Although orchid roots cannot tolerate saturation for very long, orchid plants do love humidity. Many common houseplant species, such as Phalaenopsis orchids, thrive in 50-85% humidity, which is difficult, if not impossible, to maintain indoors in the wintertime without use of a humidifier. My home is consistently around only 20-30% humidity in winter, but we have a woodstove that greatly contributes to the dry air.

To provide additional humidity many home orchid growers place their plants on a tray of pebbles. Water can be added to the tray, not to exceed the height of the pebbles, and the plant’s pot can be placed on top. The specialized orchid roots are able to absorb humidity from the air, much like they would in their native tropical home.

Another factor that makes orchids ideal houseplants is that they do not require a lot of light. Too much light can lead to sunburn leaves or cause blooms to drop early. Many east facing or shaded west facing windows provide ample light. A bright south facing room, with indirect light on your plant can be optimal.

If you are interested in becoming an orchid enthusiast, please join the University of Illinois Plant Biology Greenhouses for their Spring Fling and Orchid Sale next Saturday, March 10 (10am-2pm) and Sunday, March 11th (1pm-3pm).

“Our sale focuses on the more uncommon orchid species,” says Debbie Black, the Plant Biology Greenhouse Manager. “We focus on smaller species that fit indoor spaces well, versus the more common everyday varieties”.

Black and other members of the Plant Biology Greenhouse staff, will be on hand to answer any questions about orchid care and help you select the perfect plant. In addition, The Conservatory and Plant Collections will be open for display. They offer a great local, tropical escape from the winter blues.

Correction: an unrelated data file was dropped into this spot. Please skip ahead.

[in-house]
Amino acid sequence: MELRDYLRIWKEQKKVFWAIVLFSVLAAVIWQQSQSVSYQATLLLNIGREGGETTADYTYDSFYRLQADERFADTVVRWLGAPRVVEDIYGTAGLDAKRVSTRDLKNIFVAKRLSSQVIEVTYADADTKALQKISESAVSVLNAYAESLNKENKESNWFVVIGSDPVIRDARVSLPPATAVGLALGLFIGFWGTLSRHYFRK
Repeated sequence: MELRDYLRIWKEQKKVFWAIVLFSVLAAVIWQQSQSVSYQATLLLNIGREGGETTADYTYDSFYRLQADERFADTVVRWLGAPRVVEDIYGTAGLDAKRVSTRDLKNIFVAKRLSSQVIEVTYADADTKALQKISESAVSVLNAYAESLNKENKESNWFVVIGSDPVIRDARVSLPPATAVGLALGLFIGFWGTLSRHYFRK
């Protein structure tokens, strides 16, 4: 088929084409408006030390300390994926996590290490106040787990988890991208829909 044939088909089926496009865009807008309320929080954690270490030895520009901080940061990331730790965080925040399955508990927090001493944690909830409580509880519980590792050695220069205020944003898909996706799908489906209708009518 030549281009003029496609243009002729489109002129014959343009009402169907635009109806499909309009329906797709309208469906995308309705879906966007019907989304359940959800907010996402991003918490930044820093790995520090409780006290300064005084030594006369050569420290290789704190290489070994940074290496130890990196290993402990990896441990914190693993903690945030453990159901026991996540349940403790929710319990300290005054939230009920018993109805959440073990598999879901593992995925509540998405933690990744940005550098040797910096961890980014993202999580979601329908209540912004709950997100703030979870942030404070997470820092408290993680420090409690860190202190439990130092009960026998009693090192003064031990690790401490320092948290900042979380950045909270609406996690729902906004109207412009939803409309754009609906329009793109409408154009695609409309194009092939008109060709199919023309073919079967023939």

Aphids and Orchids

Aphids are small insects, ranging in size from 1-10 millimeters. They have soft bodies that can be green, black, brown, or even translucent. There are 4,400 different species of aphids. Fortunately, only 250 of those species are problematic for agriculture and gardening. Fewer than that are a problem for orchids. Aphids get their nourishment by sucking phloem sap from the plants they are inhabiting. In turn, they produce a sticky substance called honeydew. Ants often thrive on honeydew and in some situations will even farm aphids, protecting them from predators. Another aspect of aphids that makes them difficult to manage, is their ability to reproduce. Aphids can reproduce sexually or asexually and they can give birth to nymphs or lay eggs. This happens several times a year and several generations can reproduce within the same year. An aphid population can explode very quickly. When a plant becomes unfavorable to survival or overpopulated, an aphid can produce winged nymphs that will fly to colonize a new plant.

How to Use Alcohol on Orchids Indoors

Rubbing alcohol is an effective pest prevention and pest control method against aphids, mealybugs and, thankfully, soft scale insects. While it still might slightly dehydrate the houseplant, it’s safe to use on indoor orchids because it, unlike chemical insecticides, isn’t toxic.